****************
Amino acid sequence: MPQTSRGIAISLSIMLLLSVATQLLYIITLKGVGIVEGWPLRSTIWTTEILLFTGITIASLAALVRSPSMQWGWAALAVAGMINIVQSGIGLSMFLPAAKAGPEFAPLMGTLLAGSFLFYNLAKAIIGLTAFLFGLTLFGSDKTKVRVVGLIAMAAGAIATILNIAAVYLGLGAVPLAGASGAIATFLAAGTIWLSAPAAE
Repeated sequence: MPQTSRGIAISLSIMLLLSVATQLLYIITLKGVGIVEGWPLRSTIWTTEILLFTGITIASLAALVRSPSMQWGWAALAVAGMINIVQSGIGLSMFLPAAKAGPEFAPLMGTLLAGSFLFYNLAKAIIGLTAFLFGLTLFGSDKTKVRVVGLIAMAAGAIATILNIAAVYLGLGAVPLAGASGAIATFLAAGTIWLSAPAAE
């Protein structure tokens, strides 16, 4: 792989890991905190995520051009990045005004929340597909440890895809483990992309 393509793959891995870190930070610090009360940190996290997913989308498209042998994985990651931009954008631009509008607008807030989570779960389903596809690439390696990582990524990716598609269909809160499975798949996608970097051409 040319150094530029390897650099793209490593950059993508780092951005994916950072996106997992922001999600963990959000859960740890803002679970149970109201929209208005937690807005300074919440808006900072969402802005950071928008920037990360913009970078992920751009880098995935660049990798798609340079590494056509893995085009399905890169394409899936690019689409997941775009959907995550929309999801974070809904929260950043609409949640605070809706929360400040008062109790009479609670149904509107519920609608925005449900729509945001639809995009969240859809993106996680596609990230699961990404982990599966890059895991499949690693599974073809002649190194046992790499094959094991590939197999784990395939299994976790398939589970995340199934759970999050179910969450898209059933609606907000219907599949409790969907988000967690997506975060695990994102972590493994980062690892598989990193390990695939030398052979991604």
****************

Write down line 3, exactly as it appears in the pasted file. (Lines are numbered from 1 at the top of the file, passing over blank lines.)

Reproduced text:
């Protein structure tokens, strides 16, 4: 792989890991905190995520051009990045005004929340597909440890895809483990992309 393509793959891995870190930070610090009360940190996290997913989308498209042998994985990651931009954008631009509008607008807030989570779960389903596809690439390696990582990524990716598609269909809160499975798949996608970097051409 040319150094530029390897650099793209490593950059993508780092951005994916950072996106997992922001999600963990959000859960740890803002679970149970109201929209208005937690807005300074919440808006900072969402802005950071928008920037990360913009970078992920751009880098995935660049990798798609340079590494056509893995085009399905890169394409899936690019689409997941775009959907995550929309999801974070809904929260950043609409949640605070809706929360400040008062109790009479609670149904509107519920609608925005449900729509945001639809995009969240859809993106996680596609990230699961990404982990599966890059895991499949690693599974073809002649190194046992790499094959094991590939197999784990395939299994976790398939589970995340199934759970999050179910969450898209059933609606907000219907599949409790969907988000967690997506975060695990994102972590493994980062690892598989990193390990695939030398052979991604």